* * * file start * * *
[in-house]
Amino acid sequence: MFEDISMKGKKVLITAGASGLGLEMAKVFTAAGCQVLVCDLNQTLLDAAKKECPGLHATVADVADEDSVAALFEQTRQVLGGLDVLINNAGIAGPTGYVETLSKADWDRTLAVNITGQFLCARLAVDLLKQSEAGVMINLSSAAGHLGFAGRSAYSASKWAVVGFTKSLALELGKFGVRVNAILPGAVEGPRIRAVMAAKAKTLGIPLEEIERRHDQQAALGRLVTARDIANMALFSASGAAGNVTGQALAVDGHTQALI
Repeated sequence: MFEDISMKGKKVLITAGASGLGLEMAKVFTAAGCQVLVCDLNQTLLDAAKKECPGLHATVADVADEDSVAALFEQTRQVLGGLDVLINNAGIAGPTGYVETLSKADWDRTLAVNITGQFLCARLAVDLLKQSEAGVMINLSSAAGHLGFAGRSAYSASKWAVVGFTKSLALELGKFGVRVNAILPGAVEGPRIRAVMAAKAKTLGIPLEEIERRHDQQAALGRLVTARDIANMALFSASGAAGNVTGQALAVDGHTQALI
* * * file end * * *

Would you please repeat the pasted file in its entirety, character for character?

[in-house]
Amino acid sequence: MFEDISMKGKKVLITAGASGLGLEMAKVFTAAGCQVLVCDLNQTLLDAAKKECPGLHATVADVADEDSVAALFEQTRQVLGGLDVLINNAGIAGPTGYVETLSKADWDRTLAVNITGQFLCARLAVDLLKQSEAGVMINLSSAAGHLGFAGRSAYSASKWAVVGFTKSLALELGKFGVRVNAILPGAVEGPRIRAVMAAKAKTLGIPLEEIERRHDQQAALGRLVTARDIANMALFSASGAAGNVTGQALAVDGHTQALI
Repeated sequence: MFEDISMKGKKVLITAGASGLGLEMAKVFTAAGCQVLVCDLNQTLLDAAKKECPGLHATVADVADEDSVAALFEQTRQVLGGLDVLINNAGIAGPTGYVETLSKADWDRTLAVNITGQFLCARLAVDLLKQSEAGVMINLSSAAGHLGFAGRSAYSASKWAVVGFTKSLALELGKFGVRVNAILPGAVEGPRIRAVMAAKAKTLGIPLEEIERRHDQQAALGRLVTARDIANMALFSASGAAGNVTGQALAVDGHTQALI